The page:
Full Article and Source:
Easter Seals Arc to host guardianship forum

>Forum on the Ins and Outs of Guardianship

June 6, 2009

>

Easter Seals Arc and the Volunteer Lawyer Program of Northeast Indiana are working together to host an informational forum on the ins and outs of guardianships in relation to those with special needs. This event will be held in the meeting rooms of the Allen County Public Library, in downtown Fort Wayne, on Tuesday, June 16, from 6 – 7:30 p.m. There is no cost to attend.

The purpose of this forum is to address a growing need to educate both parents and caregivers about the complex and sometimes frustrating facets of guardianships in relation to special needs, and to inform them of individuals and agencies that can help to provide the support they need. Attendees will become familiar with:

• Why parents sometimes need to establish guardianship of their children
• Power of Attorney (POA)/Healthcare Representation vs. Guardianship
• The legal process
• What is a Guardian Ad Litem
• Roles and responsibilities of being a guardian

There will also be a question and answer period featuring Magistrate Phillip Houk; Allen County Superior Court, Attorney Stephen P. Griebel; Van Gilder & Trzynka, Attorney Catherine S. Christoff; Christoff & Christoff, and Julie Cameron; National Certified Guardian and President of the Indiana State Guardianship Association.

Full Article and Source:
Easter Seals Arc to host guardianship forum

The Bronx Bomber

December 24, 2008
A Bronx fixer’s scandalous history doesn’t bother Yankees or Democrats

Stanley Schlein remains a lawyer in good standing, negotiating with governors and senators.

Schlein sat down at the elegant University Club in midtown across from Governor David Paterson and Senate Democratic leader Malcolm Smith. Schlein was there representing the three renegade Democratic senators.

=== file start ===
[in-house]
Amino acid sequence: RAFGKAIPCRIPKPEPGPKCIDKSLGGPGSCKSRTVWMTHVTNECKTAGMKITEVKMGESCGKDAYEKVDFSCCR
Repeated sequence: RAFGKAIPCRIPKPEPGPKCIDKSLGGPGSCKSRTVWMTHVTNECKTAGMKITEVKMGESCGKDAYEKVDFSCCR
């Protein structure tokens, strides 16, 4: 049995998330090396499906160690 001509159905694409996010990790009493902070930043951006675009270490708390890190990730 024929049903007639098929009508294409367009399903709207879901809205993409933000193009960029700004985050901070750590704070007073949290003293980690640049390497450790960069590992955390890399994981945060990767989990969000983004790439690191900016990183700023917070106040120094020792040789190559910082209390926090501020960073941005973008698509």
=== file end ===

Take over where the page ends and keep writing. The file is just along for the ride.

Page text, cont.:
A Democratic legislator: “Schlein is a very skillful negotiator.”

Another happy client is the New York Yankees, who keep Schlein on retainer as lobbyist, lawyer, and all-around fixer for issues dealing with city government. Public records show that Schlein has collected some $150,000 from the team over the past two years in legal and lobbying fees.

When the Voice asked for permission to use a photograph of Schlein from a recent charitable dinner for Easter Seals, the group’s vice president called to praise him.

John McGrath: “This is the guy who makes Christmas happen. He brings the kids toys from the Yankees, raises tons of money. This is an amazing human being.”

But in fact, a Voice investigation found that in a dozen cases, Schlein had repeatedly ignored the desperate pleas of family members and loved ones.

There was the construction worker, brain-damaged from an accident, whose family could never get hold of Schlein when they needed him so that they could spend money from a lawsuit settlement to buy a wheelchair and clothes. Schlein somehow let a condo the victim owned go into foreclosure and be sold at auction. At the same time, he steered legal work from the estate to his friends in the Democratic Party.